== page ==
“Engineers generally don’t work on trail projects, and I’m kind of a lone wolf doing that. When this first started as a concept, the engineers shied away. […] My boss, my director told me, ‘You shouldn’t be involved with this. You should stay in the mainstream,’ and I said, ‘Well, I like being where I am.’ ‘I think there’s good opportunity there [building trails for Allegheny County] and I get to be more independent that way.’ So, I’ve been able to be creative and independent by sticking with this non-mainstream project, and that’s a personal satisfaction.”
-Dave Wright, July 10, 2017
While the Great Allegheny Passage (GAP) was being developed from McKeesport to Pittsburgh, involvement with Allegheny County became essential in terms of project mobility. Not all engineers and county managers saw the potential of the GAP as a valuable recreational asset but Dave Wright did.
Wright was one of the engineers at the Allegheny County Department of Public Works who contributed to the construction of the 15-mile stretch between McKeesport and Point State Park. He began his trail involvement with the construction of the Montour Trail in the early 1990s, but was not brought onto the Great Allegheny Passage project until Allegheny Trail Alliance (ATA) President Linda M. Boxx needed county support. Wright’s job as an engineer meant that he did not design or inspect construction of the various bridges and bypasses that dot the Homestead railyards and Waterfront. Rather, Wright served as a project manager. He oversaw various administrative tasks “behind-the-scenes” and brought requests for authorization to the Allegheny County Manager for approval to acquire property before construction could begin.
When the Riverton Bridge was donated to Allegheny County by U.S. Steel to allow the GAP to cross the Monongahela River from McKeesport to Duquesne, Allegheny County Deputy Director Don Killmeyer expressed some hesitation because a photograph appeared to show tilt in a pier. Although Wright assured county officials that the bridge had been inspected regularly by U.S. Steel, for good measure Bob Luffy from the American Bridge civil engineering firm was hired to assess a pier that seemed tilted. In reality, the meter level was slightly off due to a building error, which was repaired by the stonemasons as the pier was completed. Luffy, along with ATA Project Manager Jack Paulik gave the bridge a clean bill of safety and so Wright was able to help the county proceed with the acquisition. Wright’s county office also accepted the deeds for the aerial easements for the Port Perry Crossing and Whitaker Bridges from both the Union Railroad and Norfolk Southern Railroad. This gave permission for both flyover bridges to be built over the still active rail lines. Both structures were simultaneously placed on July 7th, 2010.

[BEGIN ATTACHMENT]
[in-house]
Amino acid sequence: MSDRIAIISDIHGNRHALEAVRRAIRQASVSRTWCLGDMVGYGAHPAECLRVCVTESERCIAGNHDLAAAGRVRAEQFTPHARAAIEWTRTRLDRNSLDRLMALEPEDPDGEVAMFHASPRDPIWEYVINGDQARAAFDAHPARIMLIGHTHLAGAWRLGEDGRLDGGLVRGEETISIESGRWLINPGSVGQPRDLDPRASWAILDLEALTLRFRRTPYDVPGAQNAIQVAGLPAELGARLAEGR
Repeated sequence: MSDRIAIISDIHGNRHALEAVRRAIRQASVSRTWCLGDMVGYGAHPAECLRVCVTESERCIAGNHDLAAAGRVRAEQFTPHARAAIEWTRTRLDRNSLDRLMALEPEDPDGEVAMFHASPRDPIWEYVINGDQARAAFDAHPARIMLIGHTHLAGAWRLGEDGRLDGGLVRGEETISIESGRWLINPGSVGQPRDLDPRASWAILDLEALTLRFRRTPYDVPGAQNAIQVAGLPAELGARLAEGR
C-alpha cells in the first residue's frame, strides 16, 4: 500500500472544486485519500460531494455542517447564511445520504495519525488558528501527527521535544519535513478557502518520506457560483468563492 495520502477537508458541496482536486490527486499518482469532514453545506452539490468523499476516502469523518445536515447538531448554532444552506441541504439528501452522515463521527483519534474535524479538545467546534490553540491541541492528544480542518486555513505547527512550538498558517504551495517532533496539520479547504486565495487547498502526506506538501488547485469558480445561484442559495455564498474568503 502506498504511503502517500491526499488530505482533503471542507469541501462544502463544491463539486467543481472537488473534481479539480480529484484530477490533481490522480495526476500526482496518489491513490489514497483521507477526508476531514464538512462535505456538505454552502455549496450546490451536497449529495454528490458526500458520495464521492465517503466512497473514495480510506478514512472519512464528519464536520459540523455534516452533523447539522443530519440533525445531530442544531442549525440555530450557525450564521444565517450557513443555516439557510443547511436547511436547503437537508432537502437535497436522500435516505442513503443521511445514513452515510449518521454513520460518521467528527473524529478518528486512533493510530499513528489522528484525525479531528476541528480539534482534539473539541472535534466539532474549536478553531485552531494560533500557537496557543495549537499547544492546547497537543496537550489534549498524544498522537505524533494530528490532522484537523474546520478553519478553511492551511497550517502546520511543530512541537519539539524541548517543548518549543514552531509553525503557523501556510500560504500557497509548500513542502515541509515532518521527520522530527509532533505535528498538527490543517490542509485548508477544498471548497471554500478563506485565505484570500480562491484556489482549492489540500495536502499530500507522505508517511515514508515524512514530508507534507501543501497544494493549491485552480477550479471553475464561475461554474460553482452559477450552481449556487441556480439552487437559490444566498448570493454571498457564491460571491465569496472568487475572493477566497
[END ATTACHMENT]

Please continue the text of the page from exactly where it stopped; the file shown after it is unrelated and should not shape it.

“We were only limited to be able to have the span[s] lifted over the railroad on, I think, it was two weeks in the year, or may be one week. And, this was a week around the Independence Day weekend that the miners had off so that you wouldn’t have coal trains running through there. The stack [container] trains would still be running. […] [Fewer trains running could] open up a larger window of opportunity to place the span over the track. And, that’s what they did. In fact, they ran both the Whitaker Bridge and the Port Perry Bridge simultaneously; they had cranes at each site. And, the contractor placed both spans about 20 minutes apart…”
-Dave Wright, July 10, 2017
Wright states that his mantra for working with landowners to acquire land to build upon is to be “persistent and respectful” in making deals. After the gaps in the GAP were successfully bridged to Pittsburgh in 2013, Wright continued his work with Allegheny County as a project manager. His insight into the various development projects between McKeesport and Homestead helped to make the GAP what it is today.
Author: Reed Hertzler
 Dave Wright (Lead Engineer for Allegheny County, Personal interview about his role in overseeing the engineering work on the GAP in the county, particularly around Duquesne and Homestead), interviewed by Eric Lidji, Pittsburgh, PA, July 10th, 2017. Transcript: “2017-07-10 Dave Wright_Final.pdf,” 26.
 Dave Wright, Transcript: “2017-07-10 Dave Wright_Final.pdf,” 1.
 Dave Wright, Transcript: “2017-07-10 Dave Wright_Final.pdf,” 3-4.
 Paul g Wiegman, The Great Allegheny Passage: A History, (Allegheny Trail Alliance, 2013), 130; Dave Wright, Transcript: “2017-07-10 Dave Wright_Final.pdf,” 7-8.
 Dave Wright, Transcript: “2017-07-10 Dave Wright_Final.pdf,” 8-9.
 Paul g Wiegman, The Great Allegheny Passage: A History, (Allegheny Trail Alliance, 2013), 138.
 Dave Wright, Transcript: “2017-07-10 Dave Wright_Final.pdf,” 9.
 Dave Wright, Transcript: “2017-07-10 Dave Wright_Final.pdf,” 28.